The Herald Bulletin

Morning Update

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February 22, 2008

6:35 a.m.: Fate of Pendleton school unsure

South Madison school board members want financial information before deciding how to renovate the current middle school.

Board members are considering turning the building into an intermediate school, elementary school, sixth-grade center or fine-arts center. They discussed these options at a board meeting Thursday.

Seventh- and eighth-graders will move out of the school and into a new building, at Indiana 38 and County Road 300, in 2009.

This plan is to alleviate crowding in two of the district’s elementary schools: Maple Ridge Elementary and Pendleton Elementary, which are at capacity.

Board members do not intend to spend more than $8 million to renovate the middle school, regardless of the option they pick for the building. The school district will pay for renovations by selling a bond, going into debt, and using property tax dollars to pay off that debt.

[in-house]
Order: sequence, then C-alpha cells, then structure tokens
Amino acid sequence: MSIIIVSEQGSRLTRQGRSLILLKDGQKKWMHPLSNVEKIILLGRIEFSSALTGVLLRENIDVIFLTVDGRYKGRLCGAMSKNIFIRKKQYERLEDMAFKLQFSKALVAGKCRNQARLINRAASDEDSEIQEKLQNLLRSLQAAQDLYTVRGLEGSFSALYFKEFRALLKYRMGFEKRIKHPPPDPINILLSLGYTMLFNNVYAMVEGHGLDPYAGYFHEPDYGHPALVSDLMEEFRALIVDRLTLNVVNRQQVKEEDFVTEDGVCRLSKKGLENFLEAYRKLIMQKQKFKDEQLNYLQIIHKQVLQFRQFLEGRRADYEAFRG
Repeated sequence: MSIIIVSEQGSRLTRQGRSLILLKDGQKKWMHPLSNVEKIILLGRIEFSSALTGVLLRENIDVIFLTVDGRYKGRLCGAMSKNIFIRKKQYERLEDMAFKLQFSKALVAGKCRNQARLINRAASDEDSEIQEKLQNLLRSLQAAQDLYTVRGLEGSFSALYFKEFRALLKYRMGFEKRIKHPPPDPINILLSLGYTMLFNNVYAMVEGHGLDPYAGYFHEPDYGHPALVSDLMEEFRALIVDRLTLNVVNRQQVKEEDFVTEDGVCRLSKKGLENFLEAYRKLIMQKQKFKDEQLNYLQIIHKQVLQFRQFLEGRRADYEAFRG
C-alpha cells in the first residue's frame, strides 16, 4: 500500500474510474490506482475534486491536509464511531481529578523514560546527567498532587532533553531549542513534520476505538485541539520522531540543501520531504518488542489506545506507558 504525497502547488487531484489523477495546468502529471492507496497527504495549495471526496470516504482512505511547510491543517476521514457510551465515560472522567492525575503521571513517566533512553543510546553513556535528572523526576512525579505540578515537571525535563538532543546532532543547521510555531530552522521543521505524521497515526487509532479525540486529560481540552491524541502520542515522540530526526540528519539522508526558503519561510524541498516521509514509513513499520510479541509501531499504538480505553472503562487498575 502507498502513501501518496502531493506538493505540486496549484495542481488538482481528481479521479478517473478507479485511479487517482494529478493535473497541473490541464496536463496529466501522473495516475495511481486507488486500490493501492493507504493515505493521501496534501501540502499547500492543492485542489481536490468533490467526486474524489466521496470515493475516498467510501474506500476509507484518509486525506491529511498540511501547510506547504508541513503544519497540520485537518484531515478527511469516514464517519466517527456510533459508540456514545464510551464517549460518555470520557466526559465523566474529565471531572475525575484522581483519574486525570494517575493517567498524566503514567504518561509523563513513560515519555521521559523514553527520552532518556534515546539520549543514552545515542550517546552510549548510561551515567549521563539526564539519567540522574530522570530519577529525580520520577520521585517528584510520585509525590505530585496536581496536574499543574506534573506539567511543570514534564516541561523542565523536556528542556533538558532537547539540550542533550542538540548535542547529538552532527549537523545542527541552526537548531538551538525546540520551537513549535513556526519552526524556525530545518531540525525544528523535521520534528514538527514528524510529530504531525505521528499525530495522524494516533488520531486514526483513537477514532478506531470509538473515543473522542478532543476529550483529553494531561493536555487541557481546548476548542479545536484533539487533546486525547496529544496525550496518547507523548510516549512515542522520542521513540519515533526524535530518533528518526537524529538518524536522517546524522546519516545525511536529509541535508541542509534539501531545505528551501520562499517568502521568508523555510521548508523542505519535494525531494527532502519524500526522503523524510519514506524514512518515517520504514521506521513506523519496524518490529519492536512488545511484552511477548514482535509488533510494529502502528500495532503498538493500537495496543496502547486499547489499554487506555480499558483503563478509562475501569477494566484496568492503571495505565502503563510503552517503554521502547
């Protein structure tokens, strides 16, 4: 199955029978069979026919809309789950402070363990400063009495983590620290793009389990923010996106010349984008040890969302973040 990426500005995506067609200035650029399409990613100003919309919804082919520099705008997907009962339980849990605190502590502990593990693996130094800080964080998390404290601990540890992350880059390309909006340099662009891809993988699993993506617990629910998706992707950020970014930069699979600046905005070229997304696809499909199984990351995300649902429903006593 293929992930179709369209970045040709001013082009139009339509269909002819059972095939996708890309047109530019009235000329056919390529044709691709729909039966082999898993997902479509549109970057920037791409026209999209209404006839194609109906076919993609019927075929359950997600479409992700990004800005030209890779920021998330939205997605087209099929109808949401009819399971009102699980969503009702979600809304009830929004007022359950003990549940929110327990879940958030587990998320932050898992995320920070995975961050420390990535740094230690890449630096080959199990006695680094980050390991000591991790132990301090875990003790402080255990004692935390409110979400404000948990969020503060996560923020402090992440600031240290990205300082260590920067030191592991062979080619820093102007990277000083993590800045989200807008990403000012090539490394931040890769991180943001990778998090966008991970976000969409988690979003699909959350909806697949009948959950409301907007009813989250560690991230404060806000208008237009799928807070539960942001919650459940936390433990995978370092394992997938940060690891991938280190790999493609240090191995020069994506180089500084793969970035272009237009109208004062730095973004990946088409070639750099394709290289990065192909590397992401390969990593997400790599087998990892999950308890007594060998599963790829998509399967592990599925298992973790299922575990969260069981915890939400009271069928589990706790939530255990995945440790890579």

Stair Associates, an Indianapolis-based architecture firm, is preparing cost estimates for each option. The firm plans to present its findings to school officials at the March 6 board meeting, Superintendent Thomas Warmke said.

Most members of the public who have commented on the issue prefer turning the middle school into an intermediate school. Although some people say they would rather see the building become a fourth elementary school.

School officials will only need to redistrict between Pendleton and Maple Ridge if they turn the current middle school building into an elementary school or intermediate school, according to Assistant Superintendent Bill Bolander.

All other options for the building would require a complete redistricting for all schools.

After school board members make their decision, they will need to determine exactly what renovations the building needs.

For example, the middle school has a second gym that could be converted into classroom space, Warmke said. The board will seek public input before deciding what renovations to make and how much to spend on construction, Warmke said.

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